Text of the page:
But League of Legends isn’t all about one player. It’s a team game, and while Claire’s been honest about his team’s shaky start, he’s also excited to show that the Chiefs roster aren’t just going to be pushovers.
Thien was Claire’s teammate last year, even if he spent most of his time riding the bench and starting for the academy team. He’s taken a step up in 2020 to become a full-time starter in Brandon ‘Swip3rR’ Holland’s absence, but he’s ready for the task ahead.
“Thien had an environment really suited for him to thrive when he didn’t have as much pressure on his shoulders,” he said, reminiscing on the top laners highlight plays from 2019. “He could just step in whenever we needed his champ pool or Swip3rR wasn’t feeling himself on the day.
“Now that he’s a starter I expect that he will need time to fill the role of a proper high level OPL top laner as he’s just a bit of a loose cannon at the moment. I don’t think the pressure will get to him in the end and I think he will only improve from this point onwards.”
And as for his jungler in Croc and support KoreaCK, the preparation has been a bit rougher between all the visa issues and language barriers. However, he remains hopeful that the team can pull it together as the year wears on.
“I’ve heard Croc’s good at identifying lane stages and waves so he knows which side of the map needs his attention the most and when,” he said. “As for KoreaCK, he has a very solid grasp of support fundamentals but we’ve been struggling in terms of communication.
“We’re not quite sure what he wants and he’s not sure what we want in-game yet. That said, we have barely even scrimmed so I expect this all to change once we play with each other more and get our second Korean player over.”
“It’s all about working hard, shedding ego, not getting complacent, and realising how much time and effort you have to commit to be the best. As long as we can abide by these then we have the skill and fundamentals to represent Oceania.”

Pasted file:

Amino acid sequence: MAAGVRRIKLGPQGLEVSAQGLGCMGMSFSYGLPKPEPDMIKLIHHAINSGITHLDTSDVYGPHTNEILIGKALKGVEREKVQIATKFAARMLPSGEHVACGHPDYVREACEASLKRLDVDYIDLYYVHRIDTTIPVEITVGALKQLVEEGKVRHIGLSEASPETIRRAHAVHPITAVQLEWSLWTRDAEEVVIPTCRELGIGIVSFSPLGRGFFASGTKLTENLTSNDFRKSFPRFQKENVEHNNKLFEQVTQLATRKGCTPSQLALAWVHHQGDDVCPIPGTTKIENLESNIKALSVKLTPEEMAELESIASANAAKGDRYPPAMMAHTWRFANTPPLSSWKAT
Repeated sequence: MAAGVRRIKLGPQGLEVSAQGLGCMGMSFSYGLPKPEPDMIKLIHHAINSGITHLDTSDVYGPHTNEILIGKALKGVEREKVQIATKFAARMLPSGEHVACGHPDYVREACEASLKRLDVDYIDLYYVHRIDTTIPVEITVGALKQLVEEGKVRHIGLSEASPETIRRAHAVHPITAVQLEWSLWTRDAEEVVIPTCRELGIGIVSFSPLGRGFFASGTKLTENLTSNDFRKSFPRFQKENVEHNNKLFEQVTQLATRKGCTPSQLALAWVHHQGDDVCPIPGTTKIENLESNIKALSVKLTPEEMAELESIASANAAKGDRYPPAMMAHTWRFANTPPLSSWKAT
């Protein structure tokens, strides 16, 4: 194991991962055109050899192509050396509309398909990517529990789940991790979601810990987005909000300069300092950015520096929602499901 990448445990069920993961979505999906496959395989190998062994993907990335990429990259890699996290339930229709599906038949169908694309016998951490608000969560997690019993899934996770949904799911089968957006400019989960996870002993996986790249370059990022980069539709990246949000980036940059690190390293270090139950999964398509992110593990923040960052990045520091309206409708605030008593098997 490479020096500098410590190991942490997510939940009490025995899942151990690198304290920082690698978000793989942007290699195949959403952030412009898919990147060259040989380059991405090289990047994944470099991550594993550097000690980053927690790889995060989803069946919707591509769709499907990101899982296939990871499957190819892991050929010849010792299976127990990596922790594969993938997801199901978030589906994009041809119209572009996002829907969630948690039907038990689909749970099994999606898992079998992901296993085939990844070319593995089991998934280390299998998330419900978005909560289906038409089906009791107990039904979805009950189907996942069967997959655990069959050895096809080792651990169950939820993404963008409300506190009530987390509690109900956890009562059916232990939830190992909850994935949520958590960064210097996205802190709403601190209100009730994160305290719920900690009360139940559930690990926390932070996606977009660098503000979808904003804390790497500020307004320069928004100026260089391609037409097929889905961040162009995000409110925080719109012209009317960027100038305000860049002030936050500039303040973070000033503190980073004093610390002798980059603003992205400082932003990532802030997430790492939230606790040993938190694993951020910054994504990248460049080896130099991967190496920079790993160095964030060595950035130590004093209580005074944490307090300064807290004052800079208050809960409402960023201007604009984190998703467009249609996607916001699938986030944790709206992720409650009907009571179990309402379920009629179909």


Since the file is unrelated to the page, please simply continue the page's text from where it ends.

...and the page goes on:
Although they don’t have a plethora of scrim games under their belt, the Chiefs know where they stand, and who is going to be a threat come January 31.
“Pentanet has really surprised me in their gameplay,” he said. “I think they are a really solid team and can make very nice plays together. I would’ve said they’re underrated but I was surprised to see most people actually rate them quite highly. I think they’re at a playoffs level.”
The Chiefs got a year to work with to iron out the kinks of a mixed roster, get to know each other better as players and as teammates, and hopefully qualify for Worlds. While the dream is to win the OPL, Claire has also set a new gold standard for himself.
“I want to build my brand as a player and elevate my level of play to a new standard,” he said. “I think I have a good environment to build myself up as a player and I would need to do it if I want the rest of the guys to succeed also.
“I think as long as we continue to hold ourselves accountable for our own improvement and learning then we have the potential to become the best team.”
Whether Claire will be able to find the result that turns his career into a succession of “so-closes” to tangible success remains to be seen. However, if there was every one year to prove himself, and one year to have a shot at glory, it’s 2020.
The Oceanic Pro League returns on January 31.
Follow Claire on Twitter.